Partners with Noun Project and Teespring to design and sell exclusive t-shirt celebrating “CC” logo acquisition by MoMA; Proceeds to support Creative Commons
SAN FRANCISCO – MARCH 25, 2015 – Creative Commons has partnered with crowdsourced visual dictionary Noun Project and commerce platform Teespring to release a custom t-shirt celebrating the “CC” logo’s acquisition into the Museum of Modern Art’s permanent collection. The special edition t-shirt will be available for a limited time only. Proceeds will benefit Creative Commons to further their work in growing and protecting the commons.
Designed by the Noun Project, the commemorative t-shirt celebrates the lasting impact and international recognition of the Creative Commons “double-c in a circle” or “CC” logo. The logo, originally designed for Creative Commons in 2002 by designer Ryan Junell, is recognized as the global standard for creative sharing, remixing, and reuse. Creators, educators, and remixers use the logo to indicate their adoption of one or more variants of the Creative Commons license.
In March 2015 MoMA recognized the ubiquity and significance of the Creative Commons logo by including it in their permanent design collection. The logo can be viewed alongside other imminently recognizably marks such as the @ and recycling symbols as part of the MoMA exhibit “This Is for Everyone: Design Experiments for the Common Good,” organized by senior curator, Paola Antonelli.
“On behalf of the global Creative Commons community I want to thank Teespring and Noun Project for launching this collaboration to celebrate our beloved CC logo,” said Creative Commons CEO Ryan Merkley. “This commemorative design is a beautiful remix that represents what Creative Commons is all about: Noun Project’s freely reusable iconography depicting a range of sharing and remixing activities within the Commons. We know fans of Creative Commons will wear it with pride.”
Noun Project, a long-time supporter and proponent of Creative Commons, designed the limited edition t-shirt to celebrate this milestone using pictograms uploaded by their community. Each pictogram in the design represents an industry or type of media influenced by Creative Commons, which encompasses fields as broad as the arts, science, medicine, and law.
“When opening our platform to submissions from creatives around the world, we knew we wanted to offer a clear and easy license that would enable anyone to share their work. Creative Commons was the perfect solution for helping us build and share the world’s visual language,” said Sofya Polyakov, CEO and Co-Founder of the Noun Project.
To bring this special edition t-shirt to life, Creative Commons and Noun Project have partnered with Teespring, the leading commerce platform for custom apparel. Launched in 2012, Teespring empowers entrepreneurs, creatives, influencers, and nonprofits to create and sell high-quality products people love, with no cost or risk.
“At Teespring we strive to remove the barriers to bringing great ideas to market, which is why we have a unique respect and admiration for Creative Commons and the impact they’ve made for creators all over the world,” said Teespring Co-Founder and CEO, Walker Williams. “It’s an honor for us to partner with Creative Commons and Noun Project and help the community show their support for this meaningful cause and movement.”
This special edition Creative Commons tee will be available until April 8, 2015 at www.teespring.com/creativecommons.
You can read more about the history and origin of the Creative Commons logo at http://creativecommons.org/weblog/entry/45228.
Image assets can also be downloaded via zip file.
About Creative Commons
Creative Commons is a globally-focused nonprofit organization dedicated to making it easier for people to share their creative works, and build upon the work of others, consistent with the rules of copyright. Creative Commons provides free licenses and other legal tools to give individuals and organizations a simple, standardized way to grant copyright permissions for creative work, ensure proper attribution, and allow others to copy, distribute, and make use of those works. There are nearly 1 billion licensed works, hosted on some of the most popular content platforms in the world, and over 9 million individual websites.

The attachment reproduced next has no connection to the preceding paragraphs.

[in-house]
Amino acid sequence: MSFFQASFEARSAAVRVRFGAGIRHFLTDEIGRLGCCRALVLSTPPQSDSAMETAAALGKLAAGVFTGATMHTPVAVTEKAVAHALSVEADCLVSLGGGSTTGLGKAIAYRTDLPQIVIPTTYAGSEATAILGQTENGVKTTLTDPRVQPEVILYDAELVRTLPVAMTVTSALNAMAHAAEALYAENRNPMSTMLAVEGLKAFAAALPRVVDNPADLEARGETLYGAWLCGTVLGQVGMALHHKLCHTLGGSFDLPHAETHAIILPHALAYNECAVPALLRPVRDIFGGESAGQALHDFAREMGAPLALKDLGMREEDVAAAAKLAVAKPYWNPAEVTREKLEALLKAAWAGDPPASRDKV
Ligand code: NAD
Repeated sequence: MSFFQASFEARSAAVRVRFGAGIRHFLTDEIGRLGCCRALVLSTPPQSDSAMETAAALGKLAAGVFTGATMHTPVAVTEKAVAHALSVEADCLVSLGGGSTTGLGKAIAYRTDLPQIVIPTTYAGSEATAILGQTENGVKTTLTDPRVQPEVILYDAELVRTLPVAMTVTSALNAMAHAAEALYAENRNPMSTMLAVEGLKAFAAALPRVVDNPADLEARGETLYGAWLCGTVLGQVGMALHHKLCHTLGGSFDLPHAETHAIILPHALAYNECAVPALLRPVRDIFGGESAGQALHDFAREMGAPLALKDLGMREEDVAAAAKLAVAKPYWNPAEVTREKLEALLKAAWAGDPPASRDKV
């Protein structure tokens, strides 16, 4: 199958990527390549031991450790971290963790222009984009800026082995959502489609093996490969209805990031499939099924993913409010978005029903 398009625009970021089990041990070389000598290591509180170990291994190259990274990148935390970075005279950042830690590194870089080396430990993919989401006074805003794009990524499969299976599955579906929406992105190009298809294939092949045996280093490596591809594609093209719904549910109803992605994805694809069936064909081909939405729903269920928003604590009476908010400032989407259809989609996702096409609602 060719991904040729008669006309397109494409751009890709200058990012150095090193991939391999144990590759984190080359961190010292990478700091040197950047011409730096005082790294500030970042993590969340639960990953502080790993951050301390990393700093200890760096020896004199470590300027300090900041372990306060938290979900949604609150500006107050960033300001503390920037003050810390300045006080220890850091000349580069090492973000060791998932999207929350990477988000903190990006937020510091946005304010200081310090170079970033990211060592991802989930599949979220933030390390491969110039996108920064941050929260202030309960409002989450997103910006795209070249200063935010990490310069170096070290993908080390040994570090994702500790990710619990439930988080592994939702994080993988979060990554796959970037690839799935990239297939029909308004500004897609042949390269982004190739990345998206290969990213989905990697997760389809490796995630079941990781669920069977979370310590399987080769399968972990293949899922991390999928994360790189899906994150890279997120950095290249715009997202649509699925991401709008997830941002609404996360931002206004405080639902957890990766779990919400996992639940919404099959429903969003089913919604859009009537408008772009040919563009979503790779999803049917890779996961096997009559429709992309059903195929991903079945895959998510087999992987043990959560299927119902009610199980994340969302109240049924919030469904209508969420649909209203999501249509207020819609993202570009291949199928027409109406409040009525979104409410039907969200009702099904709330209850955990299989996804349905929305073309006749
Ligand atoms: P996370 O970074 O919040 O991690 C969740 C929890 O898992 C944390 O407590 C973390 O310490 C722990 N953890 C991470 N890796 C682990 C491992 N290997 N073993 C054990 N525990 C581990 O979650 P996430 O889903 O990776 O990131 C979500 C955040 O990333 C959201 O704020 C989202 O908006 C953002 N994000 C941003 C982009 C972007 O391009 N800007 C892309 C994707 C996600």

About Noun Project
Noun Project is a crowdsourced visual dictionary of over 100,000 pictograms anyone can download and use. Their goal is to help people communicate ideas visually by building the world’s best resource for visual language.
Teespring is a commerce platform that enables anyone to create and sell products that people love, with no cost or risk. Teespring powers all aspects of bringing merchandise to life from production and manufacturing to supply chain, logistics, and customer service. By unlocking commerce for everyone, Teespring is creating new opportunities for entrepreneurs, influencers, community organizers, and anyone who rallies communities around specific causes or passions.
- Download the press release (67 KB PDF)
Mountain View, CA May 14, 2014: The board of directors of Creative Commons is pleased to announce the appointment of Ryan Merkley to the position of chief executive officer. Ryan is an accomplished strategist, campaigner, and communicator in the nonprofit, technology, and government sectors. Ryan was recently chief operating officer of the Mozilla Foundation, the nonprofit parent of the Mozilla Corporation and creator of the world’s most recognizable open-source software project and internet browser, Firefox. At the Mozilla Foundation, Ryan led development of open-source projects like Webmaker, Lightbeam, and Popcorn, and also kicked off the Foundation’s major online fundraising effort, resulting in over $1.8 million USD in individual donations from over 44,000 new donors.
Ryan is a well-known and respected voice in the open source community, and recognized for his unwavering support to open government and open data initiatives.
“As the board has gotten to know Ryan after the past several weeks, he’s articulated a strong vision to us for the future of the organization,” board chair and interim CEO Paul Brest said. “He understands that the internet has changed a lot since we first launched the CC licenses, and that our relevance requires an evolving technology strategy. He also recognizes that this is a crucial moment for CC and its allies: we must work together to strengthen and protect the open web.”
“A public commons, enabled by the open web, is the most powerful force to foster creativity, inspire innovation, and enhance human knowledge around the world. Those who believe in its potential need to join together in a global movement to ensure its success,” said Ryan Merkley. “At Creative Commons we’re making that case, and supporting, inspiring, and connecting the various communities that are building the commons — from open education, to science, to film and photography — and working to provide tools, solutions, and policy on their behalf.”
Creative Commons provides a set of licenses that creators can use to grant permission to reuse their work. With over half a billion openly licensed works on the internet, Creative Commons is internationally recognized as the standard in open content licensing. Ryan will lead a global team of legal and technology professionals who manage and support the licenses, as well as experts who lead CC license adoption efforts in areas like education, culture, science, and public policy.